Parry Power

I understand that Ricky Waterways Trust had been requesting the sunken boat to be removed for some months -see A Bit on the Side.  Apparently e-mails back and forth  had yielded no success: shortage of resources prevented its removal.  This was still the case three days before the Ricky Canal Festival. In view of their lack of success with the local C&RT management, RWT decided to take it up with the CEO of C&RT, Richard Parry, when he arrived to open the festival.
Next day the boat was removed.  Resources from heaven?

And yes, the picture of the speedboat was taken on Ricky Aquadrome, next door to the canal.

Saturday, 17 May 2014

Tug-of-war at Ricky

One feature of Ricky festival which i always enjoy is the boat tug-of-war.
I was busy most of the day publicising Watford & District Industrial History Society but I did get  time to see one contest - between Banstead and Cleveland.
Banstead was the winner.
For this contest two young lads - about6 or 7 - were enlisted as judges.  After giving their verdict one very perceptive lad said "it doesn't matter how much smoke you make that doesn't make you the winner"

One change this year is the insistence of Health & Safety that Stop/Go boards be employed on the bridge where the River Colne crosses the canal.  Needless to say, they were completely ignored by the public who seemed quite capable of managing the way people have for centuries.

Friday, 16 May 2014

Boats arriving for Ricky festival

We have a bankside position from where we can do our bit for WADIHS

We were allocated a position three boats from the bank but the two boats on our inside wanted outside moorings so we rejigged the mooring plan to everyone's satisfaction.

Boats have been arriving for a day or two but the pace accelerated this afternoon.

Fulbourne appears to be undecided where to moor.

Raymond has arrived

Some people always seem to be in a hurry

Wednesday, 14 May 2014

A Bit on the Side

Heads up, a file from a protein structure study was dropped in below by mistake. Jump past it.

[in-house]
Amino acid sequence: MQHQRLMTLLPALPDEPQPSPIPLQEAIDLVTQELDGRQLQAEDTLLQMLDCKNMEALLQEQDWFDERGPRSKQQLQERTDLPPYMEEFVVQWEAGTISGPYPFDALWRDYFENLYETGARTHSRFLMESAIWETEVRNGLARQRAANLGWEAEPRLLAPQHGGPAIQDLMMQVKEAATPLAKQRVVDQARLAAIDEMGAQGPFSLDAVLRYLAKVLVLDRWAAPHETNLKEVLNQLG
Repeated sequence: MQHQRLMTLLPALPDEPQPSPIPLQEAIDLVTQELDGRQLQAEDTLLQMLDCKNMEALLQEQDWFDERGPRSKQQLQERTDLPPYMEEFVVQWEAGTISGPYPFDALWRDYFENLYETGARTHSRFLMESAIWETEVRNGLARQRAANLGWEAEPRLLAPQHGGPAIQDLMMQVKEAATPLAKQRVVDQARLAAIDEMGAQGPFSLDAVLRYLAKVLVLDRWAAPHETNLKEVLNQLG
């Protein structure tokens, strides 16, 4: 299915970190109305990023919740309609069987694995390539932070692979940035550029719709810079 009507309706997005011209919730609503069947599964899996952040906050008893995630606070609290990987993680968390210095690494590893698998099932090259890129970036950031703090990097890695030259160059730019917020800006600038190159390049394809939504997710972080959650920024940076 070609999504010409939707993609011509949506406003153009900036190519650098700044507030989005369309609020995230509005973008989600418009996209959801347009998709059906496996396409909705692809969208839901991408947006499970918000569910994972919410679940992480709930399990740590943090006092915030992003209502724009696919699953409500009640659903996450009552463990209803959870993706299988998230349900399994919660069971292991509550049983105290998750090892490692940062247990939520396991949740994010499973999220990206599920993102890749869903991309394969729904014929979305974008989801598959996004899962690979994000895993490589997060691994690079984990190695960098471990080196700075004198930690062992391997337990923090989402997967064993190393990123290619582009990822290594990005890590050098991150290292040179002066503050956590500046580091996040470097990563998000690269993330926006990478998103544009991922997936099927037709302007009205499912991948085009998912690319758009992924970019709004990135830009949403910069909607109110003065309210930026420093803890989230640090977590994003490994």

We are in Ricky awaiting the festival at the weekend. When we passed through here a month ago I was grumbling about the sunken boat just below Batchworth Lock.
Well it's still there today.

This afternoon whilst I was pottering about on Gecko - fixing pretty lights for the festival etc. - The Wood, Hall and Heward tug Weaver came past pushing a barge with HiAb.  Being a curious sort of fellow I grabbed a camera and followed on the towpath.
They pulled in against the sunken boat and prepared to remove it.
First they rigged up a pump to see if the boat would float.

After a while it was apparent that water was entering the boat as fast as the pump was extracting it.

So pump number two was set up which did the trick.

Once the boat was floating straps were put under it and connected with chains for the HiAb to lift it clear of the water.


With the boat loaded on the barge the remaining water was pumped out.

But this load is too tall to get under the bridges so it was lifted out again and towed off for processing.
The whole operation was carried out by two men who obviously knew what they were doing and executed it efficiently - well done guys!

The word on the towpath is that the owner had trapped the rudder between lock gates when descending a lock and that had been the start of problems with the boat.  The boat sank a few months ago and tragically he committed suicide a month ago.

He used to keep this boat alongside his main boat and so this friend of his named it for him -

A Bit on the Side